Crude Sustains Fall after Hurricane Effects Pass

August 29, 2020
crude oil

By Adedapo Adesanya

Crude oil prices made no improvement as Hurricane Laura spared most of the US oil infrastructure against all expectations.

The international benchmark, Brent crude, dropped 4 cents or 0.16 per cent to $45.05 per barrel and the United States West Texas Intermediate (WTI) crude fell 7 cents or 0.16 per cent to trade at $42.97 per barrel.

As energy companies cut output of more than 84 per cent of the area’s on threats of heavy rains and strong winds, crude prices rose but as the storm passed, this was erased.

According to market analysts, the damage is not as bad as anticipated, creating more sell pressure. More than 3 million barrels a day of refining capacity had been shut ahead of the storm, most of which should come back online fairly quickly.

Hurricane Laura hit Louisiana on the US gulf coast, yesterday, with 150 miles per hour winds, destroying buildings and cutting power supply to more than 650,000 people in Louisiana and Texas. But oil refineries were spared from the storm.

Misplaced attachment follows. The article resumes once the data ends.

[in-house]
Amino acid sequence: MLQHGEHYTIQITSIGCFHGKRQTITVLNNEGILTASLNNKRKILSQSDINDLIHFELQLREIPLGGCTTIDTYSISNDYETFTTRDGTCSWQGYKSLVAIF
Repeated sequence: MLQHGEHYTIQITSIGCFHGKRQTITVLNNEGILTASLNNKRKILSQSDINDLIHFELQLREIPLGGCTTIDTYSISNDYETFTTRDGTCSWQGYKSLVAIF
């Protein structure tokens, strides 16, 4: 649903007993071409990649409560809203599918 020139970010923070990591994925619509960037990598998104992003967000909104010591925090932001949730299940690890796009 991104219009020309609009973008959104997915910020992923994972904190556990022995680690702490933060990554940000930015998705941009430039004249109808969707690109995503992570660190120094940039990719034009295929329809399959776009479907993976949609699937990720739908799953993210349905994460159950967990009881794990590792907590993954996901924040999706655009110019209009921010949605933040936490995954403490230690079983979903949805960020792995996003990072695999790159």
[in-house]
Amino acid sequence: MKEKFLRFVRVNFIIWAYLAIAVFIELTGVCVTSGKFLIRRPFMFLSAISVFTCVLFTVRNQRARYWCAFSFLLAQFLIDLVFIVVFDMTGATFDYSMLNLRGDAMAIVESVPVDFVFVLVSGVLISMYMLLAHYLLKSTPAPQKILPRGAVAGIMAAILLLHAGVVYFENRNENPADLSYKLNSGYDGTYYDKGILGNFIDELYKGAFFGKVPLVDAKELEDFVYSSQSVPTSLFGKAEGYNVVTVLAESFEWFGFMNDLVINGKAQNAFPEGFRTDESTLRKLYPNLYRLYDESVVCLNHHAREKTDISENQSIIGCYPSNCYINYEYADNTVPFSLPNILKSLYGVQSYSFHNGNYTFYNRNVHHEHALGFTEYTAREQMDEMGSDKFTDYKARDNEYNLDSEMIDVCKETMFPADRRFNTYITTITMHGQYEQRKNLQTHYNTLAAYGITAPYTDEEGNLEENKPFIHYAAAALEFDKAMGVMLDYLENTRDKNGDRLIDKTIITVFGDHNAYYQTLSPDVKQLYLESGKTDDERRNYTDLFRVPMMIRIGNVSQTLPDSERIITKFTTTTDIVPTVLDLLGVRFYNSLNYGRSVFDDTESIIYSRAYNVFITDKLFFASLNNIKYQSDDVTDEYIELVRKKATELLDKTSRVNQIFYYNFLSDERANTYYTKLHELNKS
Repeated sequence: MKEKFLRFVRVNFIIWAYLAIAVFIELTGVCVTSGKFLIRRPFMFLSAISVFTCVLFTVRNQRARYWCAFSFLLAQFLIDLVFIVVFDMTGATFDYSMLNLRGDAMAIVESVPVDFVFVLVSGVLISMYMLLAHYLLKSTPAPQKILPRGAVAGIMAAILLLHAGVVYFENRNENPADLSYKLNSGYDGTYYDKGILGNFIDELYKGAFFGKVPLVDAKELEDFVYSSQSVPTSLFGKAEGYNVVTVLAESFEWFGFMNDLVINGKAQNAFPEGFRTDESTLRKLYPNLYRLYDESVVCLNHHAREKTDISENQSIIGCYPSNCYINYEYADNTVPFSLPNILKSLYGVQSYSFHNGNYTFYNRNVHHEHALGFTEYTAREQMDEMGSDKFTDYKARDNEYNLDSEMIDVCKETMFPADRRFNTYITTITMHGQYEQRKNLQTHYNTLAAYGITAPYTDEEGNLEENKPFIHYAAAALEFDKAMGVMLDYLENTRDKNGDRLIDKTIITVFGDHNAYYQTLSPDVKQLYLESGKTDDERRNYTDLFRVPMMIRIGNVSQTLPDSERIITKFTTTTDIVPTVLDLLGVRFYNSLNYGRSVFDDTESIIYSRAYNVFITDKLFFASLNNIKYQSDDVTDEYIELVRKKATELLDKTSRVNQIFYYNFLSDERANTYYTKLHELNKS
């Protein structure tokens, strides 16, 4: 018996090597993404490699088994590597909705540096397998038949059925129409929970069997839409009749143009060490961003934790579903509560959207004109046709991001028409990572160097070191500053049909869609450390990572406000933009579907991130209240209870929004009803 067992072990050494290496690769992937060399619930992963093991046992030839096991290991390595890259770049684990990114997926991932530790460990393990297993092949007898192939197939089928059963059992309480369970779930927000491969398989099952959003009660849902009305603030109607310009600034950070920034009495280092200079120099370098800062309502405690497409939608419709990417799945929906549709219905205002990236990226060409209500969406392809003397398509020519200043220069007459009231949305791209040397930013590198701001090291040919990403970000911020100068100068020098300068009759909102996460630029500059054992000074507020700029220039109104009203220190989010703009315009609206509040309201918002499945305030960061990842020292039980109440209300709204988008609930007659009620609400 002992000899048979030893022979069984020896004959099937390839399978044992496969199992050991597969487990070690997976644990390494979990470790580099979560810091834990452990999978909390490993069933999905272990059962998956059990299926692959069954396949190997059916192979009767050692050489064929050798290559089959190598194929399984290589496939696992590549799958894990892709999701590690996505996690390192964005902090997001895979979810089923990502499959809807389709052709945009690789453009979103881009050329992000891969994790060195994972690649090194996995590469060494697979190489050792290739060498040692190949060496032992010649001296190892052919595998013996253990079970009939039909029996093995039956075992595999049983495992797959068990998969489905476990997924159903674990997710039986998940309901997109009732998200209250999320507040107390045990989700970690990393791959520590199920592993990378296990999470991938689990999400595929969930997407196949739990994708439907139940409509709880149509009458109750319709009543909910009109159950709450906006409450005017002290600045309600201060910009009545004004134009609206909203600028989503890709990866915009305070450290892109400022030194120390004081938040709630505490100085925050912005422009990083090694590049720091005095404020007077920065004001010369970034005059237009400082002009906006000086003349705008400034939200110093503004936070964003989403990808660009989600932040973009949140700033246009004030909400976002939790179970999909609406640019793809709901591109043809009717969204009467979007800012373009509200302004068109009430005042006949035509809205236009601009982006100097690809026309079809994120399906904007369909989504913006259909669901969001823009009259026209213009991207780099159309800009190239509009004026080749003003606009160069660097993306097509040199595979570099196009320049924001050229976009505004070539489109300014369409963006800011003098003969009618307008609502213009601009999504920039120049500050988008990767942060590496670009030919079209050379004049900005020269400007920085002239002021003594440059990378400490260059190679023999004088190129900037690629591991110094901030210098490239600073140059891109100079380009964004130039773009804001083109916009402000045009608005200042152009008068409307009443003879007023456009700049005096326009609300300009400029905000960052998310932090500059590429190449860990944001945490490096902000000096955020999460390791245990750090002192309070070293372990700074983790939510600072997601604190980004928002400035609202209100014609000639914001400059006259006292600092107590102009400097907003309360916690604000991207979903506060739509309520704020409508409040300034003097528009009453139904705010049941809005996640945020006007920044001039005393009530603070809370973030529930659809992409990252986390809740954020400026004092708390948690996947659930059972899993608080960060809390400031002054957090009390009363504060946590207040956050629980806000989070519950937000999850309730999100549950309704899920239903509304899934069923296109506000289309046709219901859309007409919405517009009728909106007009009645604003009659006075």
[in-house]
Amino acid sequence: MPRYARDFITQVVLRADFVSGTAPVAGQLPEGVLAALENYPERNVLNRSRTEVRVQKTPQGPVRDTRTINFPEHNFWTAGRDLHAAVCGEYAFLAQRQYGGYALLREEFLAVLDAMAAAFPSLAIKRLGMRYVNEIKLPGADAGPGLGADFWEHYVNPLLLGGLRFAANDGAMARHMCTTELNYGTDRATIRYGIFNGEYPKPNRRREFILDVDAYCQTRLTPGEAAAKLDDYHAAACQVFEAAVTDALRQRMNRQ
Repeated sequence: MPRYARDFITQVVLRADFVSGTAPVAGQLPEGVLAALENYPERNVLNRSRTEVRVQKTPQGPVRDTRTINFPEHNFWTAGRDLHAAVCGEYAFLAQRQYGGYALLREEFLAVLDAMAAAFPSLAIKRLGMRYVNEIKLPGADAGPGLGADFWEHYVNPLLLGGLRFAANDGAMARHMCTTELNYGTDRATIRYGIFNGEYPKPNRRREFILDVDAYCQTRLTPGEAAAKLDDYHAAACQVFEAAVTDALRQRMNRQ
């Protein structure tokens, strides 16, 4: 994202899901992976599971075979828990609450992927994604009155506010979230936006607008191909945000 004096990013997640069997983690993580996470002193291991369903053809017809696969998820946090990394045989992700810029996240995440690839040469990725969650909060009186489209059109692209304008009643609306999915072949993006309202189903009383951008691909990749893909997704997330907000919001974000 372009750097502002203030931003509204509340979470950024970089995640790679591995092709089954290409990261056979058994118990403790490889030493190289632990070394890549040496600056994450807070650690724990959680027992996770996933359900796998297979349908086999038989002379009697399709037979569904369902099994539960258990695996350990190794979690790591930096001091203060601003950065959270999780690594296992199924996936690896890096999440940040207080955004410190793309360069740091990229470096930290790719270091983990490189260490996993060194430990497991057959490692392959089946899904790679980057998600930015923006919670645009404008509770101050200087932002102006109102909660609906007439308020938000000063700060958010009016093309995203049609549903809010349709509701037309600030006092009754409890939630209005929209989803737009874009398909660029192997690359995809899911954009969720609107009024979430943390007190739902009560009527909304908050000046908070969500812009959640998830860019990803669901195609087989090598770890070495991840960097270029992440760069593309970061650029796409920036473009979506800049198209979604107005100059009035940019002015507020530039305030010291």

Despite this, oil prices headed for their sixth weekly gains in the last seven, amid efforts by top producers to cut output on concerns about recovery from the damage caused by the coronavirus pandemic-related lockdowns.

Earlier in the week, producers had evacuated 310 offshore facilities and shut 1.56 million barrels per day of crude output, 84 per cent of Gulf of Mexico’s offshore production, near the 90 per cent outage that Katrina brought 15 years ago.

Also, both benchmarks hit five-month highs during the week but the short term pull of the disaster didn’t do much to hold it even after the Energy Information Administration (EIA) reported a crude oil inventory draw of 4.7 million barrels for the week to August 21.

At 507.8 million barrels, oil inventories are 15 per cent above the five-year average for this time of the year. Last week’s draw compares with a 1.6-million-barrel decline in inventories for the previous week.

Analysts had expected an inventory draw of 3.833 million barrels for the week to August 21. The American Petroleum Institute yesterday estimated crude oil inventories had shed 4.524 million barrels in the reported period.

On what should have been good news, this doesn’t look too positive especially with data-backed suggestions that demand will not recover to pre-pandemic levels next year.

Adedapo Adesanya

Adedapo Adesanya is a journalist, polymath, and connoisseur of everything art. When he is not writing, he has his nose buried in one of the many books or articles he has bookmarked or simply listening to good music with a bottle of beer or wine. He supports the greatest club in the world, Manchester United F.C.

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